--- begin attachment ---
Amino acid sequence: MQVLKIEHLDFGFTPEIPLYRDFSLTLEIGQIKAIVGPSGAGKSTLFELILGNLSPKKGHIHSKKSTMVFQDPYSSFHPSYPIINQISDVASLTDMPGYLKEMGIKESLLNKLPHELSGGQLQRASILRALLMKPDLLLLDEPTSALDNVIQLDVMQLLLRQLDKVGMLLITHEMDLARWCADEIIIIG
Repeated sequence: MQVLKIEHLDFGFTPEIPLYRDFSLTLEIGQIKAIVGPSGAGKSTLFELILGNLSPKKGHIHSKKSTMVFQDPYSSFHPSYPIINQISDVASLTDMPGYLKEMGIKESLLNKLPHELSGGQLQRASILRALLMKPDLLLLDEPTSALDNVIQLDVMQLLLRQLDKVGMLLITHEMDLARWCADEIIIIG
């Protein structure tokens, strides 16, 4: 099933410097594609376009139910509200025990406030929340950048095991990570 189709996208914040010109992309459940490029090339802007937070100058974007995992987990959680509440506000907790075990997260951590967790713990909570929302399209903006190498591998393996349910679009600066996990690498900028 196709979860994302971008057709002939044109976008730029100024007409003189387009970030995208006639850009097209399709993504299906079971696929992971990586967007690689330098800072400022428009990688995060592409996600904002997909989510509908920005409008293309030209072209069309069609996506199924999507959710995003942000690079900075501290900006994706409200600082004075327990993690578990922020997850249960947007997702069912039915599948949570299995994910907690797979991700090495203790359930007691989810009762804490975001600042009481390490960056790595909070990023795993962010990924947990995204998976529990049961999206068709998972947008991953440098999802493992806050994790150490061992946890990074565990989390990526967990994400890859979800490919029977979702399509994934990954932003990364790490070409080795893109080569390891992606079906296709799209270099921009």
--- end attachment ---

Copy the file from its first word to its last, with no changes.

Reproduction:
Amino acid sequence: MQVLKIEHLDFGFTPEIPLYRDFSLTLEIGQIKAIVGPSGAGKSTLFELILGNLSPKKGHIHSKKSTMVFQDPYSSFHPSYPIINQISDVASLTDMPGYLKEMGIKESLLNKLPHELSGGQLQRASILRALLMKPDLLLLDEPTSALDNVIQLDVMQLLLRQLDKVGMLLITHEMDLARWCADEIIIIG
Repeated sequence: MQVLKIEHLDFGFTPEIPLYRDFSLTLEIGQIKAIVGPSGAGKSTLFELILGNLSPKKGHIHSKKSTMVFQDPYSSFHPSYPIINQISDVASLTDMPGYLKEMGIKESLLNKLPHELSGGQLQRASILRALLMKPDLLLLDEPTSALDNVIQLDVMQLLLRQLDKVGMLLITHEMDLARWCADEIIIIG
């Protein structure tokens, strides 16, 4: 099933410097594609376009139910509200025990406030929340950048095991990570 189709996208914040010109992309459940490029090339802007937070100058974007995992987990959680509440506000907790075990997260951590967790713990909570929302399209903006190498591998393996349910679009600066996990690498900028 196709979860994302971008057709002939044109976008730029100024007409003189387009970030995208006639850009097209399709993504299906079971696929992971990586967007690689330098800072400022428009990688995060592409996600904002997909989510509908920005409008293309030209072209069309069609996506199924999507959710995003942000690079900075501290900006994706409200600082004075327990993690578990922020997850249960947007997702069912039915599948949570299995994910907690797979991700090495203790359930007691989810009762804490975001600042009481390490960056790595909070990023795993962010990924947990995204998976529990049961999206068709998972947008991953440098999802493992806050994790150490061992946890990074565990989390990526967990994400890859979800490919029977979702399509994934990954932003990364790490070409080795893109080569390891992606079906296709799209270099921009």